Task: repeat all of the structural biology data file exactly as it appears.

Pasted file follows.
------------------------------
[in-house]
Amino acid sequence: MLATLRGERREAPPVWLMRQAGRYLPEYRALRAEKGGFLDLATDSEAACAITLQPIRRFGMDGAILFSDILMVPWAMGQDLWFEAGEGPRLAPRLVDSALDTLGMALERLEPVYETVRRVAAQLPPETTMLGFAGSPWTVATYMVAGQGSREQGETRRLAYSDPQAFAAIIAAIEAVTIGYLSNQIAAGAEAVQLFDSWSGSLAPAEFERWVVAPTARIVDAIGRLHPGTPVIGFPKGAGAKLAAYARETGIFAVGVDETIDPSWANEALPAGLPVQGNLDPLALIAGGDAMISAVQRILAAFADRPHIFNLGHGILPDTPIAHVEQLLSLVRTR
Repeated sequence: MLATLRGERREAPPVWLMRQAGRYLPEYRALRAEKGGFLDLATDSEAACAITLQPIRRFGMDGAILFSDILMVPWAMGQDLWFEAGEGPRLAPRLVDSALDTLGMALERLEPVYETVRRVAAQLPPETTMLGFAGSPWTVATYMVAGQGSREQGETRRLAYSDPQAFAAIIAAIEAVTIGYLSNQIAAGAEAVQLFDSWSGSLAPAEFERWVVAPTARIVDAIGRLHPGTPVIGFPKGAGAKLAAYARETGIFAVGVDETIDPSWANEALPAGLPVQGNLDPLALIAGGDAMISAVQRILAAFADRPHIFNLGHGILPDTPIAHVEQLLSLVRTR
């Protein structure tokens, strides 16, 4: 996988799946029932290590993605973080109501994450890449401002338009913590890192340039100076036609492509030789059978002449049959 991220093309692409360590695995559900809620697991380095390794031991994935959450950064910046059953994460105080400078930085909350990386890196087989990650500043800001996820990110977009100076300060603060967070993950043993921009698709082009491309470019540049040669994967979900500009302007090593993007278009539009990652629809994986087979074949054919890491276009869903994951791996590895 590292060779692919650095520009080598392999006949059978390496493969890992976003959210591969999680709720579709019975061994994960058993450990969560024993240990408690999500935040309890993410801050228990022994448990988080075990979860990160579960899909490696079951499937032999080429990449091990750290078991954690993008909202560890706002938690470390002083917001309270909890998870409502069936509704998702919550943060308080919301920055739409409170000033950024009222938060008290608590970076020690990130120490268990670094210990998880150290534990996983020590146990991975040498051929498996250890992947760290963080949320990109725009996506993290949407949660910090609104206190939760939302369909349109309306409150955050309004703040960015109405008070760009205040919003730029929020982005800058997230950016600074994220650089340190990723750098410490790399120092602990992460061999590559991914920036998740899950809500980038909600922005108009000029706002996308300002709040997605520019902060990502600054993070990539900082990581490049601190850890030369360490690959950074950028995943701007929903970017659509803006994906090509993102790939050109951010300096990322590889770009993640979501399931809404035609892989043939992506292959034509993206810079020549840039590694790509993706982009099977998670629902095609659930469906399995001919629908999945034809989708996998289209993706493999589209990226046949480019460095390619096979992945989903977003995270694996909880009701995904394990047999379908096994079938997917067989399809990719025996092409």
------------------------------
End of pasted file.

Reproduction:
[in-house]
Amino acid sequence: MLATLRGERREAPPVWLMRQAGRYLPEYRALRAEKGGFLDLATDSEAACAITLQPIRRFGMDGAILFSDILMVPWAMGQDLWFEAGEGPRLAPRLVDSALDTLGMALERLEPVYETVRRVAAQLPPETTMLGFAGSPWTVATYMVAGQGSREQGETRRLAYSDPQAFAAIIAAIEAVTIGYLSNQIAAGAEAVQLFDSWSGSLAPAEFERWVVAPTARIVDAIGRLHPGTPVIGFPKGAGAKLAAYARETGIFAVGVDETIDPSWANEALPAGLPVQGNLDPLALIAGGDAMISAVQRILAAFADRPHIFNLGHGILPDTPIAHVEQLLSLVRTR
Repeated sequence: MLATLRGERREAPPVWLMRQAGRYLPEYRALRAEKGGFLDLATDSEAACAITLQPIRRFGMDGAILFSDILMVPWAMGQDLWFEAGEGPRLAPRLVDSALDTLGMALERLEPVYETVRRVAAQLPPETTMLGFAGSPWTVATYMVAGQGSREQGETRRLAYSDPQAFAAIIAAIEAVTIGYLSNQIAAGAEAVQLFDSWSGSLAPAEFERWVVAPTARIVDAIGRLHPGTPVIGFPKGAGAKLAAYARETGIFAVGVDETIDPSWANEALPAGLPVQGNLDPLALIAGGDAMISAVQRILAAFADRPHIFNLGHGILPDTPIAHVEQLLSLVRTR
């Protein structure tokens, strides 16, 4: 996988799946029932290590993605973080109501994450890449401002338009913590890192340039100076036609492509030789059978002449049959 991220093309692409360590695995559900809620697991380095390794031991994935959450950064910046059953994460105080400078930085909350990386890196087989990650500043800001996820990110977009100076300060603060967070993950043993921009698709082009491309470019540049040669994967979900500009302007090593993007278009539009990652629809994986087979074949054919890491276009869903994951791996590895 590292060779692919650095520009080598392999006949059978390496493969890992976003959210591969999680709720579709019975061994994960058993450990969560024993240990408690999500935040309890993410801050228990022994448990988080075990979860990160579960899909490696079951499937032999080429990449091990750290078991954690993008909202560890706002938690470390002083917001309270909890998870409502069936509704998702919550943060308080919301920055739409409170000033950024009222938060008290608590970076020690990130120490268990670094210990998880150290534990996983020590146990991975040498051929498996250890992947760290963080949320990109725009996506993290949407949660910090609104206190939760939302369909349109309306409150955050309004703040960015109405008070760009205040919003730029929020982005800058997230950016600074994220650089340190990723750098410490790399120092602990992460061999590559991914920036998740899950809500980038909600922005108009000029706002996308300002709040997605520019902060990502600054993070990539900082990581490049601190850890030369360490690959950074950028995943701007929903970017659509803006994906090509993102790939050109951010300096990322590889770009993640979501399931809404035609892989043939992506292959034509993206810079020549840039590694790509993706982009099977998670629902095609659930469906399995001919629908999945034809989708996998289209993706493999589209990226046949480019460095390619096979992945989903977003995270694996909880009701995904394990047999379908096994079938997917067989399809990719025996092409």